The coach by which all future Florida coaches will be measured. Loved by Gators, loathed by opponents, Spurrier always knew which buttons to push, both on the field and off it. His go-for-the-throat air attack—the Fun 'n' Gun—altered the way football was played in the SEC in the '90s. During his 12 seasons with Florida, Spurrier's teams won six outright SEC titles, and his record was 122-27-1 (.817). This 12-1 team, one that outscored opponents 611-221, is the team for which he'll always be remembered in Gainsville.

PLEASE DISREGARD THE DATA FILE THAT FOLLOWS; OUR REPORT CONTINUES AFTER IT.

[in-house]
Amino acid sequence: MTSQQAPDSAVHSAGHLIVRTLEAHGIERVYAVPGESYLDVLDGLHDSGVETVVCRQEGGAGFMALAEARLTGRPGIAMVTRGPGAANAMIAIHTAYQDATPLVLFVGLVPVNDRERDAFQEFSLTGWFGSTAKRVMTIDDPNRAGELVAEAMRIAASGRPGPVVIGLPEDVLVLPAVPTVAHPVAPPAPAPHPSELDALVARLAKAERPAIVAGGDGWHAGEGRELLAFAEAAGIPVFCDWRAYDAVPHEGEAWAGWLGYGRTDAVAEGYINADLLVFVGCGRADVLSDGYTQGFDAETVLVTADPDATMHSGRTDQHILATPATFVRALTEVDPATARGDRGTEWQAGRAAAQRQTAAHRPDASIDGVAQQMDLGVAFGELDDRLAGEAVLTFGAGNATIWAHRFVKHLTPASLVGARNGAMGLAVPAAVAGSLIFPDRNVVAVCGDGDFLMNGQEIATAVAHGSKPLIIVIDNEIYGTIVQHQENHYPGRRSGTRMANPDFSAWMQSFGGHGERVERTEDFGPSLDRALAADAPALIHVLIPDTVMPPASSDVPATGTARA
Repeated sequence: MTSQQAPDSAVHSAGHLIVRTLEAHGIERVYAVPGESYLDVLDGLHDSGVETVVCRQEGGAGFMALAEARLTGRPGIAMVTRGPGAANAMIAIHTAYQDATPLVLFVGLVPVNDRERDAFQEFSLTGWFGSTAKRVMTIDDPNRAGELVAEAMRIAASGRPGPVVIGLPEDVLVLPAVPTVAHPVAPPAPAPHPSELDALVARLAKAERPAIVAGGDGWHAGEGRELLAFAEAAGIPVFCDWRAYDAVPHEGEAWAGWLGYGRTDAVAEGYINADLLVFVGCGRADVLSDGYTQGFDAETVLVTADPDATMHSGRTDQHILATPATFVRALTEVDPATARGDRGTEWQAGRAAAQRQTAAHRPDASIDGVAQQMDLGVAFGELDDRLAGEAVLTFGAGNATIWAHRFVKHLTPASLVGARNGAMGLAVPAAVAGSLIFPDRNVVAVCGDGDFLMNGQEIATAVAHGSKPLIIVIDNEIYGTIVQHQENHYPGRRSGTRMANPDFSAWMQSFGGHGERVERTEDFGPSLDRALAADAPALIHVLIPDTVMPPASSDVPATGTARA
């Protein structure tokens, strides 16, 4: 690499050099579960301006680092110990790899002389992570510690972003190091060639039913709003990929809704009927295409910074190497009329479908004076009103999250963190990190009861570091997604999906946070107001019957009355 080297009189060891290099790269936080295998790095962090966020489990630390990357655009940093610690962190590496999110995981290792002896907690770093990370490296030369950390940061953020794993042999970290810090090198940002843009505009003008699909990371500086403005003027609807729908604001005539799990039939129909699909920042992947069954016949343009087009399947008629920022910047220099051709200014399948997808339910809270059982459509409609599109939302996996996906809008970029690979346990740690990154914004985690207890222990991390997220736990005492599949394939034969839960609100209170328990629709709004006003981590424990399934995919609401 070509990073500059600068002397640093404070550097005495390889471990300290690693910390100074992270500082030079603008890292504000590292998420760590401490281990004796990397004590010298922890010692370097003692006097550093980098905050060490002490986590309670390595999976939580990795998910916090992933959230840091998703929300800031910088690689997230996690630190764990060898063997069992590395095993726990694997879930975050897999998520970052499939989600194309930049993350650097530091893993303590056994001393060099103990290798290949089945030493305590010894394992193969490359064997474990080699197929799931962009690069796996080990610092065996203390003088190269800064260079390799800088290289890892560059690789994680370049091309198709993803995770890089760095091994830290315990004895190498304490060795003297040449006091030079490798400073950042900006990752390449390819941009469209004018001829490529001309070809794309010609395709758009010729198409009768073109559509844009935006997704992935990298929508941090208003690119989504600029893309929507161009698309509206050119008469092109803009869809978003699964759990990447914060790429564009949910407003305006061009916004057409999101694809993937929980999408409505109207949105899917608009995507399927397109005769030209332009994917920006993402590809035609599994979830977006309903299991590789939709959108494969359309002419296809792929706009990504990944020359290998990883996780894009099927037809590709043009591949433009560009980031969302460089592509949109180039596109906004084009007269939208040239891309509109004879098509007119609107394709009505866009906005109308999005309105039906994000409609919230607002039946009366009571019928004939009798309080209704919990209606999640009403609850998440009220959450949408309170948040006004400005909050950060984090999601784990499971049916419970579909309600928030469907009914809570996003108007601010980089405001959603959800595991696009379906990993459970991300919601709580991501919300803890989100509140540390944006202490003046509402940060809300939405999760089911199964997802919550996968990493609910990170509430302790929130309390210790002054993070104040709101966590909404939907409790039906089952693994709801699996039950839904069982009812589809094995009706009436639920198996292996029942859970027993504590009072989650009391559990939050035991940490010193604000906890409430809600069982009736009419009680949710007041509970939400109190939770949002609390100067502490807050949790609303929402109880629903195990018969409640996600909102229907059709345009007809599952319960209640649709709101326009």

Meyer vs. Spurrier? In two meetings since Spurrier took the job at South Carolina, they're 1?1. With similar championship talent, give the edge to Spurrier—for now.
As successful as Florida was during Spurrier's first two seasons (19?4, .826), Meyer has done better, improving to 22?4 (.846) with the national title victory over Ohio State. And, truth is, he did it without running his preferred offense. Leak was never comfortable running a true spread offense, so Meyer adapted his attack to fit Leak's strengths. He also centered the rushing game around a freshman backup quarterback (Tebow) and a freshman receiver (Harvin). Even if it was trying at times. That's the sign of a championship coach.